Daniel Gilbert has a great op-ed in today's NYT, suggesting a psychological basis for the escalation of small-scale and large-scale conflicts. Here are some excerpts:
Every action has a cause and a consequence: something that led to it and something that followed from it. But research shows that while people think of their own actions as the consequences of what came before, they think of other people’s actions as the causes of what came later. . . .
[B]ecause our senses point outward, we can observe other people’s actions but not our own. Second, because mental life is a private affair, we can observe our own thoughts but not the thoughts of others. Together, these facts suggest that our reasons for punching will always be more salient to us than the punches themselves — but that the opposite will be true of other people’s reasons and other people’s punches.
Examples aren’t hard to come by. Shiites seek revenge on Sunnis for the revenge they sought on Shiites; Irish Catholics retaliate against the Protestants who retaliated against them; and since 1948, it’s hard to think of any partisan in the Middle East who has done anything but play defense. In each of these instances, people on one side claim that they are merely responding to provocation and dismiss the other side’s identical claim as disingenuous spin. But research suggests that these claims reflect genuinely different perceptions of the same bloody conversation.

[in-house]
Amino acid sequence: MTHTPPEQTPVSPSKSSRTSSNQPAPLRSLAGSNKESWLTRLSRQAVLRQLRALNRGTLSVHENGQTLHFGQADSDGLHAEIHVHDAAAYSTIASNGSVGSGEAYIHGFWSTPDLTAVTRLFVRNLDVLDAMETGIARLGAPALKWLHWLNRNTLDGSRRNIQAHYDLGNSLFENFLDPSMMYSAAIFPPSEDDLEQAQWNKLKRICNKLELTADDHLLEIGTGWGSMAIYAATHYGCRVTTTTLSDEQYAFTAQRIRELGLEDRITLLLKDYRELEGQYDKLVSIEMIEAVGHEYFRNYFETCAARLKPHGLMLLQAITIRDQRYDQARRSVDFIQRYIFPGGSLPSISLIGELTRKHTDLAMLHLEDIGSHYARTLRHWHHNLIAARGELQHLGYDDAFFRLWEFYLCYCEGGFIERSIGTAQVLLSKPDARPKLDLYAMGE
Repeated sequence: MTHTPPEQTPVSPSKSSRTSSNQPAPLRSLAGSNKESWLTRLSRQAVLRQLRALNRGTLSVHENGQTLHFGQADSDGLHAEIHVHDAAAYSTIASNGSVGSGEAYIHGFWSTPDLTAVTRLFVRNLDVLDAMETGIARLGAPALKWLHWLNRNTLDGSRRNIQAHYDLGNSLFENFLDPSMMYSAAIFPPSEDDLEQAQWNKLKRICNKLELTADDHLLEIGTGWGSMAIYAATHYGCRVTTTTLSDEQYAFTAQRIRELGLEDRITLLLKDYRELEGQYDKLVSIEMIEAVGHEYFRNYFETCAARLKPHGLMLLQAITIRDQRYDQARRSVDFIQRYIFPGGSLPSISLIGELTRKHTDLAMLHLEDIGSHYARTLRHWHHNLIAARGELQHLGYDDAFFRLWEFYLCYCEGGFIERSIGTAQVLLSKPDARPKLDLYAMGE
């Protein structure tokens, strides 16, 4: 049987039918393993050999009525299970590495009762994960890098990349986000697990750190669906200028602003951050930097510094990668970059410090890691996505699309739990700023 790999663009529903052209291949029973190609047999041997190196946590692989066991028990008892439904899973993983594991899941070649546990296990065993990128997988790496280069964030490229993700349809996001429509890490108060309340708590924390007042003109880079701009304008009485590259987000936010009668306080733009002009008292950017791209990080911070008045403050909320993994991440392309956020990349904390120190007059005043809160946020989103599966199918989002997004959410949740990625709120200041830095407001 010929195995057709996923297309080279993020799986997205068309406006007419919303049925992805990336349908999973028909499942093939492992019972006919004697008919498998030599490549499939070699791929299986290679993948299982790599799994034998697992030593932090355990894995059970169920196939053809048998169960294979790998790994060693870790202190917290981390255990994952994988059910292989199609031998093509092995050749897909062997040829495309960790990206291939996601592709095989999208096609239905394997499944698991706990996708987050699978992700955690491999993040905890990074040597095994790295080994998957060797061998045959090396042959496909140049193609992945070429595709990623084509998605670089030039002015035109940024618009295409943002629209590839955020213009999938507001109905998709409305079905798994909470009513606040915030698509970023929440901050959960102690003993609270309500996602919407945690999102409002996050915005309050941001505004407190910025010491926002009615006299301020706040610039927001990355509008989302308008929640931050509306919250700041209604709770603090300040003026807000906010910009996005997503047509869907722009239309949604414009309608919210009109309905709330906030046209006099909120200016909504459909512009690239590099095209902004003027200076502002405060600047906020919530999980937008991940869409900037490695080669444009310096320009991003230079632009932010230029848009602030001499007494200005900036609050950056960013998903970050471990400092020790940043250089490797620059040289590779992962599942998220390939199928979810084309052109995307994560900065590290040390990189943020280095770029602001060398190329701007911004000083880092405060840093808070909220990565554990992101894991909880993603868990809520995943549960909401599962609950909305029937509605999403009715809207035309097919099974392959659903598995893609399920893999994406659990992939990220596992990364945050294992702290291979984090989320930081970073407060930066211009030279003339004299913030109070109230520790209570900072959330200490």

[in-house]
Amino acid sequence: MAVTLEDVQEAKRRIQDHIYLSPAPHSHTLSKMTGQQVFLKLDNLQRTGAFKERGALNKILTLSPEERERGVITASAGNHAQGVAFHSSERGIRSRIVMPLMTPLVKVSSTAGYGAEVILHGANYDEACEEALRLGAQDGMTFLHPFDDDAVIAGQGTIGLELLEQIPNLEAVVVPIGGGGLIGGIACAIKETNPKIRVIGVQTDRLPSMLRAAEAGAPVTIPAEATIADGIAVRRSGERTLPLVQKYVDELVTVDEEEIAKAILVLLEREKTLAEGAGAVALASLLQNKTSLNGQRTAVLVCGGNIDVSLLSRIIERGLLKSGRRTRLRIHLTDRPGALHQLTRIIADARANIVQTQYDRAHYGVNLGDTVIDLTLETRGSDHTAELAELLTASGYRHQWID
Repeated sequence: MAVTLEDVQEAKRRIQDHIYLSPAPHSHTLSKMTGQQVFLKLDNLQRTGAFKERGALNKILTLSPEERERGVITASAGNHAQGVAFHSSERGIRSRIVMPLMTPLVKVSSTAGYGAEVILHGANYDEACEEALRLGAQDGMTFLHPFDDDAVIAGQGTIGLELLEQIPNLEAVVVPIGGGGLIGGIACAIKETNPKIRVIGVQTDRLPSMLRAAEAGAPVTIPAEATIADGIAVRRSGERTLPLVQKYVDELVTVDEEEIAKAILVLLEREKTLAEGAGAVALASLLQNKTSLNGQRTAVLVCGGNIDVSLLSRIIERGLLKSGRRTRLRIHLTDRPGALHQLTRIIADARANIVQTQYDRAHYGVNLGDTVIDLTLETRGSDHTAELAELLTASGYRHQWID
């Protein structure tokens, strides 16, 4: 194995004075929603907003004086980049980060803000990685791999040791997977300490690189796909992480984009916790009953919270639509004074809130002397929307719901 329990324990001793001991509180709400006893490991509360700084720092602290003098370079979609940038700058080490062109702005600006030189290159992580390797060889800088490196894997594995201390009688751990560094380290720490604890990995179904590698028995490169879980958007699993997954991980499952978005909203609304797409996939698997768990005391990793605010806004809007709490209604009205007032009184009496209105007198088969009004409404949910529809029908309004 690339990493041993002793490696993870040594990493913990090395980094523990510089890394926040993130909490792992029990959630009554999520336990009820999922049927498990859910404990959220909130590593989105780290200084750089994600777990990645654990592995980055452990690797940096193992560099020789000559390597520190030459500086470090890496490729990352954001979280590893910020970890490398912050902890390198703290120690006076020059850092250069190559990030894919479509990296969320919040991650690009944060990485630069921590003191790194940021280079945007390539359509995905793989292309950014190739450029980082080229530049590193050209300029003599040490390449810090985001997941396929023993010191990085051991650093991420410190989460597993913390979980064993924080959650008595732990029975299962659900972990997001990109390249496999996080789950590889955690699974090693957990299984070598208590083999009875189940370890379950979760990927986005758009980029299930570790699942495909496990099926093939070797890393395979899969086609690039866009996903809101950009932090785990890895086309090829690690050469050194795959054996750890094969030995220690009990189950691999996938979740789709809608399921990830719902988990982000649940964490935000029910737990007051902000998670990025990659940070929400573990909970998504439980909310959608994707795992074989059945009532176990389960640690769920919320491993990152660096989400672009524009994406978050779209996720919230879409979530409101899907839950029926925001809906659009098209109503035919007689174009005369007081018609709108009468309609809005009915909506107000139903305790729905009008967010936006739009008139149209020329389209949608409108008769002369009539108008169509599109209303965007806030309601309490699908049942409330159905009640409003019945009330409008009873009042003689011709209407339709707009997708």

He also suggests that "escalation [is] the natural byproduct of a neurological quirk that causes the pain we receive to seem more painful than the pain we produce, so we usually give more pain than we have received." If Gilbert is right (and surely this op-ed is not nearly enough to prove it), then the research would have very significant implications for everything from child rearing to international diplomacy to the law of self-defense and more.